15 March 2018

 

Michael James Larson

A thesis for the degree of Doctor of Philosophy defended in June 2018.

The PhD School of Science, Faculty of Science, Discovery Center, Niels Bohr Institute, University of Copenhagen

Supervisor:
David Jason Koskinen

A Search for Tau Neutrino Appearance with IceCube-DeepCore

Neutrino have been known to oscillate between the three flavors since the first discoveries two decades ago.Over that time, our knowledge of the parameters which govern these oscillations has improved significantly.The largest remaining uncertainties in the measurement of neutrino oscillations are those that govern the tau neutrino.In this thesis, a direct measurement of tau neutrino oscillations is performed with the IceCube Neutrino Observatory located in the ice deep beneath the South Pole.

The measurement of atmospheric tau neutrino appearance requires a precise understanding of backgrounds. In order to perform the measurement, improvements to the modeling of the detector noise have been performed, reducing the uncertainties in the noise model used in IceCube significantly. Additional improvements to the simulation efficiency investigated during this thesis reduce the computational requirements of atmospheric muon background events by more than three orders of magnitude. These improvements allow, for the first time, the use of simulation of background events in oscillation measurements performed by IceCube.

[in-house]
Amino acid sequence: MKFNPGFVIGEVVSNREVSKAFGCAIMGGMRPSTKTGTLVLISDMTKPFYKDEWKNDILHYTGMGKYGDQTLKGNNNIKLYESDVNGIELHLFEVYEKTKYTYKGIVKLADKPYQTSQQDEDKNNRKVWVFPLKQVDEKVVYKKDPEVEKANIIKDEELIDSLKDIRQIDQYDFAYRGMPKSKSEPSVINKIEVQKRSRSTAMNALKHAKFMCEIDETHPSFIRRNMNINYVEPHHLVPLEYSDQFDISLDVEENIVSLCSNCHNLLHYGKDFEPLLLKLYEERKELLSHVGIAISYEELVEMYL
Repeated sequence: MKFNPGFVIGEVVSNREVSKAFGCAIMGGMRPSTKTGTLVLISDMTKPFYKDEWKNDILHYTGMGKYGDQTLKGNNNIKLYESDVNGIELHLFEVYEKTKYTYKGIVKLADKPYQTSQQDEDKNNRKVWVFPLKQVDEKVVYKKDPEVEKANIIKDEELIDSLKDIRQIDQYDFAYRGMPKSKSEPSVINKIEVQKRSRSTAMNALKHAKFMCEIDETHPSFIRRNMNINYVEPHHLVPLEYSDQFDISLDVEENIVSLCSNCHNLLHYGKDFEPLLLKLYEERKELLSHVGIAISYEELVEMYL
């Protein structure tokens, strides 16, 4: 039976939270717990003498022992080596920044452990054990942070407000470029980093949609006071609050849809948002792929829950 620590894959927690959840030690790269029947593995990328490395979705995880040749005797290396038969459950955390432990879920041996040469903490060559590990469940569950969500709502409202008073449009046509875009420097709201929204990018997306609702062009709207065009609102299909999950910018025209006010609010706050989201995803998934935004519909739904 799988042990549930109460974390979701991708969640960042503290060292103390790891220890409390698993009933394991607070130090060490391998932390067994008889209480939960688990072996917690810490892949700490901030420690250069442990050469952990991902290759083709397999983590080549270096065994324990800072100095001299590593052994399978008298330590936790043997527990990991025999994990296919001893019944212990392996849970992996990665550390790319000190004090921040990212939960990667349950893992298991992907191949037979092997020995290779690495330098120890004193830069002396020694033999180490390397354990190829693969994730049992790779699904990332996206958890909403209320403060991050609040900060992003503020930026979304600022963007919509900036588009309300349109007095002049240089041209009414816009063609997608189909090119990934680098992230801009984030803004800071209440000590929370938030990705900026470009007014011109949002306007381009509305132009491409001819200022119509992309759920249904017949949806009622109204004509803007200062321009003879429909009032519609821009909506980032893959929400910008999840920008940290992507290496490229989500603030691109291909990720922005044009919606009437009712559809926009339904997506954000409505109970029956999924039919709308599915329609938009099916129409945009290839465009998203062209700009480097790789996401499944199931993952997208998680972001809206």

Using the DeepCore detector, a densely instrumented infill of IceCube located in the clearest ice of the Antarctic glacier, a new selection of events has been created in the search for tau neutrino appearance from atmospheric oscillations. Tau neutrino appearance and muon neutrino disappearance were measured imultaneously with the new sample from 5.6 to 56~GeV from data collected over a period of 968 days.The best fit values, $N^{CC}_\tau=0.566^{+0.356}_{-0.303}$ for the charged current exclusive channel and $N^{NC+CC}_\tau=0.733^{+0.305}_{-0.243}$ for the neutral current inclusive channel, improve upon previous measurements set by other experiments.

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